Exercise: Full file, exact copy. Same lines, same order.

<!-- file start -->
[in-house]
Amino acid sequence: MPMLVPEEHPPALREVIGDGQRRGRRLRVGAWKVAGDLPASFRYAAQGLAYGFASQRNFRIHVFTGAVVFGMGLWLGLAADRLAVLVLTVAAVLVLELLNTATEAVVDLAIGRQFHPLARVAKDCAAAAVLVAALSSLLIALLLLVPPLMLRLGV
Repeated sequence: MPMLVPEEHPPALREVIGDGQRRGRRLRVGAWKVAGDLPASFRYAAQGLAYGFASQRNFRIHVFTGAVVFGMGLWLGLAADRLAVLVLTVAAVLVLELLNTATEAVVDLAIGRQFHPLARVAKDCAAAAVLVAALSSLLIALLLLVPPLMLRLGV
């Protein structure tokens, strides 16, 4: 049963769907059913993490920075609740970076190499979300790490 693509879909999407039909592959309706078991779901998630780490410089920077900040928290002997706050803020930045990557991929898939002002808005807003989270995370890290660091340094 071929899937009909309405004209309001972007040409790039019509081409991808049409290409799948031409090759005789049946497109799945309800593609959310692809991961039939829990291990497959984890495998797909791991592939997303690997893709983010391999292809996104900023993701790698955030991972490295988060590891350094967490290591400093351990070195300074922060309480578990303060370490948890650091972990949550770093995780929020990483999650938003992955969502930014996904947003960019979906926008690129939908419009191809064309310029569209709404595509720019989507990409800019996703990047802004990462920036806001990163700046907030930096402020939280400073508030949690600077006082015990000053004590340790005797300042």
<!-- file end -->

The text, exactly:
[in-house]
Amino acid sequence: MPMLVPEEHPPALREVIGDGQRRGRRLRVGAWKVAGDLPASFRYAAQGLAYGFASQRNFRIHVFTGAVVFGMGLWLGLAADRLAVLVLTVAAVLVLELLNTATEAVVDLAIGRQFHPLARVAKDCAAAAVLVAALSSLLIALLLLVPPLMLRLGV
Repeated sequence: MPMLVPEEHPPALREVIGDGQRRGRRLRVGAWKVAGDLPASFRYAAQGLAYGFASQRNFRIHVFTGAVVFGMGLWLGLAADRLAVLVLTVAAVLVLELLNTATEAVVDLAIGRQFHPLARVAKDCAAAAVLVAALSSLLIALLLLVPPLMLRLGV
């Protein structure tokens, strides 16, 4: 049963769907059913993490920075609740970076190499979300790490 693509879909999407039909592959309706078991779901998630780490410089920077900040928290002997706050803020930045990557991929898939002002808005807003989270995370890290660091340094 071929899937009909309405004209309001972007040409790039019509081409991808049409290409799948031409090759005789049946497109799945309800593609959310692809991961039939829990291990497959984890495998797909791991592939997303690997893709983010391999292809996104900023993701790698955030991972490295988060590891350094967490290591400093351990070195300074922060309480578990303060370490948890650091972990949550770093995780929020990483999650938003992955969502930014996904947003960019979906926008690129939908419009191809064309310029569209709404595509720019989507990409800019996703990047802004990462920036806001990163700046907030930096402020939280400073508030949690600077006082015990000053004590340790005797300042």